On Monday 2 January (1492) Isabella and Ferdinand left the camp with their army duly drawn up. The were dressed in Moorish robes especially designed and tailored for the occasion. As they came near to the Alhambra, Abu Abd-Allah rode out, accompanied by many of his knights, with the keys of the city in his hand. He tried to dismount in order to kiss the king's hand, but the king would not allow it.

    Instead, the Abu Abd-Allah kissed Ferdinand on the arm and gave him the keys of the city, saying 'Take the keys of your city, for I, and the men who are within, are your vassals.'
    You do well to weep like a woman for that which you could not defend like a man
    Admonishment by the mother of Sultan Abu 'abd-Allah Muhammad XII, the last Nasrid King of Gharnatah (Grenada) when he began to weep for the loss of his city.

    King Ferdinand took the keys and gave them to the queen . . . It was the end of Moorish rule in Spain.

    Conclusion

    I thought it was very interesting. I think its broadened my understanding of the background to the Moorish faction, though how much of it is accurate and truthful is difficult to judge except where there was physical evidence such as the annotated books and burnt palace ruins. It certainly didn't match the accepted history of Spain or the Reconquesta, but according to the programme that history has been rewritten at least twice most recently at the insistence of General Franco. So, basically its 'bollocks' like most history and its just a question as to how much of the information presented on the programme was 'bollocks' too.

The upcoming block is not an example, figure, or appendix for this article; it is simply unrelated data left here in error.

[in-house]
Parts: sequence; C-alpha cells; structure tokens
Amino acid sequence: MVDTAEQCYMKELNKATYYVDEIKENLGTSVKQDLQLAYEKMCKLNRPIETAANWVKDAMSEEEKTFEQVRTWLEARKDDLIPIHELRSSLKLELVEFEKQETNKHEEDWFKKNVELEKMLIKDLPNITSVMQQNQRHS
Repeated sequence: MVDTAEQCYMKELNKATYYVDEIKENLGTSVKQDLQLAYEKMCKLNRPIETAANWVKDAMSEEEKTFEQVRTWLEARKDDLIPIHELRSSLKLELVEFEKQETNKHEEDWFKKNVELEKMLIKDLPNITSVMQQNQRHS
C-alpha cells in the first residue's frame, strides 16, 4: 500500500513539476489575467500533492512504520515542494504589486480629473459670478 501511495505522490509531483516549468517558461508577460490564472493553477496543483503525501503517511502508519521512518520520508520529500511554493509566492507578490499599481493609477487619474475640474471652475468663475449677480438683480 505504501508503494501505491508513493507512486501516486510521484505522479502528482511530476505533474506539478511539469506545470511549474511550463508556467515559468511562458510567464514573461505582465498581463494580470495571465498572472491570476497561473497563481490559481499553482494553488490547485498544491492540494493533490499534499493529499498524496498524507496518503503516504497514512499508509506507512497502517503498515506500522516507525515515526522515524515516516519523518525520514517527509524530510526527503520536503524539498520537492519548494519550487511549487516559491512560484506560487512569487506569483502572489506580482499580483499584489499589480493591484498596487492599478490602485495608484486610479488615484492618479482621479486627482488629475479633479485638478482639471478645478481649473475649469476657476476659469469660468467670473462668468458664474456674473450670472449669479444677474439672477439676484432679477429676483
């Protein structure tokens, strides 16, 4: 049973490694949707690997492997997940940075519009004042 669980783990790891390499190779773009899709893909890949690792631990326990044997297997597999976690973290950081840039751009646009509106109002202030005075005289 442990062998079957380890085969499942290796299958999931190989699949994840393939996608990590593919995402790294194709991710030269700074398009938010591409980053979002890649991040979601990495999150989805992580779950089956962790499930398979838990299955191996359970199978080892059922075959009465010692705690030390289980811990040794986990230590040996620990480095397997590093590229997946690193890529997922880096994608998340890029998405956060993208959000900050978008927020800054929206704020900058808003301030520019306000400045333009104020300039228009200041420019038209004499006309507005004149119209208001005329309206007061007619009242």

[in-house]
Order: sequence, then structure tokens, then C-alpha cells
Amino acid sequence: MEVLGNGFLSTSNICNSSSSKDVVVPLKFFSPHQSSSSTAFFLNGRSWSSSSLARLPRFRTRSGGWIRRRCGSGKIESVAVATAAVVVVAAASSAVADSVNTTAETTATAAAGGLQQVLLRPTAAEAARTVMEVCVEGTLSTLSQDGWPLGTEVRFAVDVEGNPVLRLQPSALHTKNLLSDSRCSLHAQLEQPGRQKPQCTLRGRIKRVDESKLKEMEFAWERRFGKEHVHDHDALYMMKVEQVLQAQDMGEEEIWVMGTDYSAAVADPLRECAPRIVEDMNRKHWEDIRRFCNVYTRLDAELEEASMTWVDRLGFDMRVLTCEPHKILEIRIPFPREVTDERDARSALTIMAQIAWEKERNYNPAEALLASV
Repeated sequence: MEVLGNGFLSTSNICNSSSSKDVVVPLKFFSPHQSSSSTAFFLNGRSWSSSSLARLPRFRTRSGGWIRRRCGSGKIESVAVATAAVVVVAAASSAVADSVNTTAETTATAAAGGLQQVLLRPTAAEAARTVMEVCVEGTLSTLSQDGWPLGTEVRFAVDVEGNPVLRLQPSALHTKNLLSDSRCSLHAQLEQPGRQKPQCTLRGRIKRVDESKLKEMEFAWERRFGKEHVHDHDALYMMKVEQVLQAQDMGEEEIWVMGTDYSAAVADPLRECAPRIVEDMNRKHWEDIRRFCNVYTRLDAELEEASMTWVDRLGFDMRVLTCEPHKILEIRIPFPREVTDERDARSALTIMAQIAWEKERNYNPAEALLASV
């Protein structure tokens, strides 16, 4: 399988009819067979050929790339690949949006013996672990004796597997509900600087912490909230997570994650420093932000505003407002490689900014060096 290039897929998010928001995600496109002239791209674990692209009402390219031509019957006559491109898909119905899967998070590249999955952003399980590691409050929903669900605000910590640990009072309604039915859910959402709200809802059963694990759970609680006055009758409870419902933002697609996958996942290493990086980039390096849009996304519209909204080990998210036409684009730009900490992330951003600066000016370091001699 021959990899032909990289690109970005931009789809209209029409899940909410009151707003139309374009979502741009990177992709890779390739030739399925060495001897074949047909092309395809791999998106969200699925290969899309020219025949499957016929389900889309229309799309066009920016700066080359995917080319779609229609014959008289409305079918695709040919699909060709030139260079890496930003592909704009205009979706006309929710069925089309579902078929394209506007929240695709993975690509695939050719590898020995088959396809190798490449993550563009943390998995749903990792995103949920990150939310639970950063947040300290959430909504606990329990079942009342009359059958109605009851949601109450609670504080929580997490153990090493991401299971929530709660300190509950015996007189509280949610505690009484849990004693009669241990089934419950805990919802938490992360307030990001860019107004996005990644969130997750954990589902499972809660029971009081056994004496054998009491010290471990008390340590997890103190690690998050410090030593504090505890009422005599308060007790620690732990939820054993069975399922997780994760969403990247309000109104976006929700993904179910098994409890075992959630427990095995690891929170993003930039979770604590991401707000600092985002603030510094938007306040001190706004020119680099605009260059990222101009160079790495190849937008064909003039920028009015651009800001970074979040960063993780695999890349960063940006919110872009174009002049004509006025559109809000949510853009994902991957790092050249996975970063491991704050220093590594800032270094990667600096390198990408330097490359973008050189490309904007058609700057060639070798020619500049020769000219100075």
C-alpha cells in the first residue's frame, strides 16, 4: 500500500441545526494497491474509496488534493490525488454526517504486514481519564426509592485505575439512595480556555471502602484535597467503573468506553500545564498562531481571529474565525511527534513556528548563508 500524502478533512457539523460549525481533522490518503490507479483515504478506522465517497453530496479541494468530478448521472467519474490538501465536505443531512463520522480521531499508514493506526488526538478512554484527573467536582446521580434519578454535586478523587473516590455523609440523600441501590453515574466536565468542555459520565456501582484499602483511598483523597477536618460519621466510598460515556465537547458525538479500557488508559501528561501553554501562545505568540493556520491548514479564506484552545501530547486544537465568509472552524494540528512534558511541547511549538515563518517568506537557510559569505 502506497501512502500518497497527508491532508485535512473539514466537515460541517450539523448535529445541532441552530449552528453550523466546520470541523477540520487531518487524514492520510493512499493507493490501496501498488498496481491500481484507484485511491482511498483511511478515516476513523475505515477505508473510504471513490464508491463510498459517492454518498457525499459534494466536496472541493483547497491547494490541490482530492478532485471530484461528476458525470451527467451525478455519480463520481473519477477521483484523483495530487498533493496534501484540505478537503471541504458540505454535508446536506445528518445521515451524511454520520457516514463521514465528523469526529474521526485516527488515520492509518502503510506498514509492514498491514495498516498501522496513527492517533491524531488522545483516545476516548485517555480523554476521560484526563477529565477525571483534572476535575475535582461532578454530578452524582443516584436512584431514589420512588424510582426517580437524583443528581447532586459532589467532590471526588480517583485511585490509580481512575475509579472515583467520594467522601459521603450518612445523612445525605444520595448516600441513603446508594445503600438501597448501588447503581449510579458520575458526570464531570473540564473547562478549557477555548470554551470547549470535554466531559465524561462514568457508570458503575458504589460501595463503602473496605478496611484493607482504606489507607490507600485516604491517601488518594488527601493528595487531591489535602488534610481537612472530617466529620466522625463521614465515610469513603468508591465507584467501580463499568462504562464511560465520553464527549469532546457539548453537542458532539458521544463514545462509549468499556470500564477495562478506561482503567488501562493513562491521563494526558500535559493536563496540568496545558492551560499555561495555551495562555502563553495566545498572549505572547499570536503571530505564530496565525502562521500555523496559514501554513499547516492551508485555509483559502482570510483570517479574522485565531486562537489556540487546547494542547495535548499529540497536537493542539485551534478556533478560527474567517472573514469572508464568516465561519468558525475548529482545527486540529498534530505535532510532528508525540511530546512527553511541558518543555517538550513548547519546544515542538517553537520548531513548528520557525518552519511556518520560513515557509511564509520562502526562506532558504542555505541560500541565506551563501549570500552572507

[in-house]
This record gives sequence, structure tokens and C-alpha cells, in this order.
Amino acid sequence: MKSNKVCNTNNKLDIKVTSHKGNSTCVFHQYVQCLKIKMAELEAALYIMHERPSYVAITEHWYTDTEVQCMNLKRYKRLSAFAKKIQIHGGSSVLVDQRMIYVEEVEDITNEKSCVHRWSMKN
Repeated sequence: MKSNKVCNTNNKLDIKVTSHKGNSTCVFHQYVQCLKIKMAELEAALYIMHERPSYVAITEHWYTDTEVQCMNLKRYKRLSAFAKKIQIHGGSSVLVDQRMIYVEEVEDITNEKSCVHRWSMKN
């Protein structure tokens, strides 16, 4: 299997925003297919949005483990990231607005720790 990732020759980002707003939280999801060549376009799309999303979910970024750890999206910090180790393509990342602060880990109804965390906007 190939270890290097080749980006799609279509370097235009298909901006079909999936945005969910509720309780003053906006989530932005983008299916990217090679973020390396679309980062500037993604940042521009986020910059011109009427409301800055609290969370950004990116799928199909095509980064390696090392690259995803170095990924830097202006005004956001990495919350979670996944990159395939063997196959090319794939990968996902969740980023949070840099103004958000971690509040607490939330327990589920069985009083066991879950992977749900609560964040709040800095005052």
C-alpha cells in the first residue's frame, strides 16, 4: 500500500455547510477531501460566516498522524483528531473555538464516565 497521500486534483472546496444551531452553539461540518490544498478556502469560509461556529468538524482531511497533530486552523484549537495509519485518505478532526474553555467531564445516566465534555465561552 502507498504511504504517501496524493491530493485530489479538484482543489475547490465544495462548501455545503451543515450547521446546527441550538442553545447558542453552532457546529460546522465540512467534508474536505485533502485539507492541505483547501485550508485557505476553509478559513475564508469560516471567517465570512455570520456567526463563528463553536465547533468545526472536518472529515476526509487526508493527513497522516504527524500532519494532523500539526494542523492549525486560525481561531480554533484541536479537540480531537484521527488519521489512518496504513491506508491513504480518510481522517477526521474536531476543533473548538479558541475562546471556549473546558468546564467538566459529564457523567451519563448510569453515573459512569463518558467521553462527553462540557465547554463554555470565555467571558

Couple of more the controversial claims was that El Cid former ruler of Valencia though not actually Muslim was quite happy to allow Muslims to live freely in his city and probably hired himself and his army out to Muslim Princes when the price was right.

    Also there was a long interview with the Countess Medina Sidona who claims that her ancestor the famous Christian Knight was most likely a Muslim, and that her family history was carefully rewritten to avoid the undue attentions of the inquisition. I actually found her evidence for this a little less than convincing but she seemed adamant about it.

    There were also all sorts of weird architectural anomalies such as Christian churches built after the Recoquista but with quotes from the Quoran combined with Christian icons, and supposedly Christian kings who built their palaces in Moorish styles complete with Arabic inscriptions and referring to themselves as Caliph rather than King. Indeed it seems that even Isabella and Ferdinand were not fanatically anti-muslim at all and were quite happy to embrace the ideals and culture of Muslim Spain so long as it didn't conflict with their own plans and power-base.

    All interesting stuff and as usual much more messy and confusing than past historians would like us to beleive.
    ++++